• If you’re not around when your child completes his/her work, let your child know you’ll look it over when you get home. Be sure to follow through.
  • Encourage your child to check in with a classmate if they don’t understand or miss an assignment.

Home is where the math is

  • Explore math in everyday life- counting out forks to set the table, or telling the time when a favorite TV show begins. When kids realize that math is all around them, they begin to relax and see the meaning in their lives.
  • Show how math is more than learning addition, subtraction, multiplication, and division. Math also teaches us to analyze, reason, and plan. These are useful skills that transfer over to reading and writing as well.
  • Encourage your child to explain their problem-solving process so you can understand his/her reasoning.
  • Expose your child to money in early school years. Collecting coins in a piggy bank and counting them regularly is a great skill. Tthe increasing popularity of credit/debit cards has decreased the number of people practicing this foundational skill.
  • Have your child us an analog and digital watch to learn both methods of telling time.
  • Incorporate games involving numbers and math into play time- from flash cards for learning basic math facts to board games involving money, time, and logic.
  • It’s OK to say that you don’t understand a problem. Seek answers and establish a clear understanding with your child’s teacher about the frequency and amount of homework given. Necessary homework modifications can be made to increase motivation and productivity. 

Contact Info: Chris Cady, 360-942-3415 option 1, This email address is being protected from spambots. You need JavaScript enabled to view it..


Raymond Junior/Senior High

It’s test season again! Everyday we read and hear about federally and state mandated testing in our schools. Annual tests for every child in reading and math in grades 3 through 8, plus one in high school, have been a centerpiece of federal education law since 2002. Since then many more have been added including Math and Science End of Course tests (EOC) that must be passed in order to graduate. We’ve seen the multitude of acronyms designating different assessments roll through: WASL, MSP, HSPE, ELA CCR, COE, WELPA and many, many more.

Another confusing aspect of all of this testing is how it’s done. There are paper and pencil tests in which students have an actual test booklet that is held under lock and key before and after the test session. There are computer driven tests, some of which even adapt as the student is taking them. There are OSPI-Developed Assessments in Social Studies, The Arts, Health and Fitness and Educational Technology. These were formerly called Classroom Based Assessments (CBAs) which are multi-stepped tasks or projects aligned to specific state standards which target skills and knowledge necessary for engaged, informed citizenship. OSPI-Developed Assessments can be given at any time of the year although they are typically used as a culminating or summative assessment of learning that has occurred during a particular unit.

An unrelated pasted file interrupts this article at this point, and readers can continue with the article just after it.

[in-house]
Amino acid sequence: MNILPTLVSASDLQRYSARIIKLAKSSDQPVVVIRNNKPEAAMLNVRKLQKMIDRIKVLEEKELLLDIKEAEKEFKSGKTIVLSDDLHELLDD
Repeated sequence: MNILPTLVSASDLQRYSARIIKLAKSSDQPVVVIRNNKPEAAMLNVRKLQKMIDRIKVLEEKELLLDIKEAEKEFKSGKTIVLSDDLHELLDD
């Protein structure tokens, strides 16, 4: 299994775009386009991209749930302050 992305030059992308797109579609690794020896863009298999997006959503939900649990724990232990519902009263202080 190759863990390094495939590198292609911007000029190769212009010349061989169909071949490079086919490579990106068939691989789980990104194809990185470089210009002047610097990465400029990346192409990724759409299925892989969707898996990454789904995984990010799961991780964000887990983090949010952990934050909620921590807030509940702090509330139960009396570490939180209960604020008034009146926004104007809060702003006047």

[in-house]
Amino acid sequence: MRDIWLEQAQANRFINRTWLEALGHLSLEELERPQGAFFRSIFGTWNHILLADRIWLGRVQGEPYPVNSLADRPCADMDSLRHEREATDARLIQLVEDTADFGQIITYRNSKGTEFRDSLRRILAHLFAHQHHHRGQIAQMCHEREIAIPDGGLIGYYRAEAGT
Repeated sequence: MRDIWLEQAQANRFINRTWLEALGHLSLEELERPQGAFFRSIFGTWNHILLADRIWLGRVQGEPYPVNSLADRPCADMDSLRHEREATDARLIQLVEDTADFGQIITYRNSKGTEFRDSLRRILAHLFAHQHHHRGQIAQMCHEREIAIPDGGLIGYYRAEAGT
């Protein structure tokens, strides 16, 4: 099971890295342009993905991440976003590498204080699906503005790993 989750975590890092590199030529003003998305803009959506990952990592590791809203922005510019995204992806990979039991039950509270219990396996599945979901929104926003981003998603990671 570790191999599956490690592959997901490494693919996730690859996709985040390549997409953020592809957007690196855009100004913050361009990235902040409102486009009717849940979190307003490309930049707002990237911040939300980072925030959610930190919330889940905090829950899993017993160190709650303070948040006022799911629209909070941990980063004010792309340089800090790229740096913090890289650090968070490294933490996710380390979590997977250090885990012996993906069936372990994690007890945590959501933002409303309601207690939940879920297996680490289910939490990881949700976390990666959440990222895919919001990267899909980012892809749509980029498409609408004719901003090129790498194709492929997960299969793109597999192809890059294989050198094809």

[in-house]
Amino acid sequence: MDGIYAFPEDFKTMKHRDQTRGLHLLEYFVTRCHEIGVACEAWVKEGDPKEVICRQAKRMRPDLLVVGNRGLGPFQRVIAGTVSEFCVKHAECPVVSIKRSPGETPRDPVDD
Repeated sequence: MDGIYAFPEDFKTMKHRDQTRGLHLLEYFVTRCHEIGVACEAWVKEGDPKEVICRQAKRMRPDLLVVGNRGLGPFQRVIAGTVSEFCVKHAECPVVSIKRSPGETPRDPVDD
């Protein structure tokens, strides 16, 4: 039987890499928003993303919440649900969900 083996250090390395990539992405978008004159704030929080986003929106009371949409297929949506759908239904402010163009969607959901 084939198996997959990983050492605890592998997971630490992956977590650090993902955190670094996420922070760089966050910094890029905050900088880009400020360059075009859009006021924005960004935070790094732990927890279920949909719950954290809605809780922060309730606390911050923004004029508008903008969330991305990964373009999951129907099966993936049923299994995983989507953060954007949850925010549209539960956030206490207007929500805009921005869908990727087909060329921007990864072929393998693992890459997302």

There is yet another aspect to take into account. The graduation requirements, type of tests as well as the standards and test components are changing year to year. The Class of 2015 must pass the Biology EOC in order to graduate, while the class of 2016 will take the test but it is not a graduation requirement. The target our students are shooting for, and our teachers are teaching to, frequently change.  Keeping abreast of these changes, adapting curriculum and dissecting the differing tests requirements has become a major test component.

Are these assessments worth the time and trouble? Absolutely! These data help districts and schools decide which teaching practices and curricula best support student understanding of the Washington State Learning Standards. They also give families valuable information about how well their child is doing and where additional help might be needed. The new Smarter Balance tests will also be used to help students be placed in the correct college classes without having to take costly remediation classes 

What can you do to help your student successfully navigate this imposing minefield? Well, all the things we’ve talked about for years: Good attendance, parental and student attention to grades, homework and work habits, sleep, and nutrition. Did I mention hydration? Make sure your student goes over any materials from practice tests the instructors may have given them, but DO NOT study all night! Finally, help them get at least 6 hours of sleep before the test (normally 8 hours of sleep a night is recommended but if they are short on time, get at least 6 hours so that they'll be well rested enough to focus during the test).

Testing is an important aspect of education. It helps us know where we are, where our holes are and where we need to improve. Our job is to show what we know.

Contact Info: Dave Vetter, 360-942-3415 option 2, This email address is being protected from spambots. You need JavaScript enabled to view it..


Go Gulls!!!


You can update your contact information online here. If you don't have your district login and password, contact Kristi at 942-3415, option 4. Alternatively, you may email This email address is being protected from spambots. You need JavaScript enabled to view it..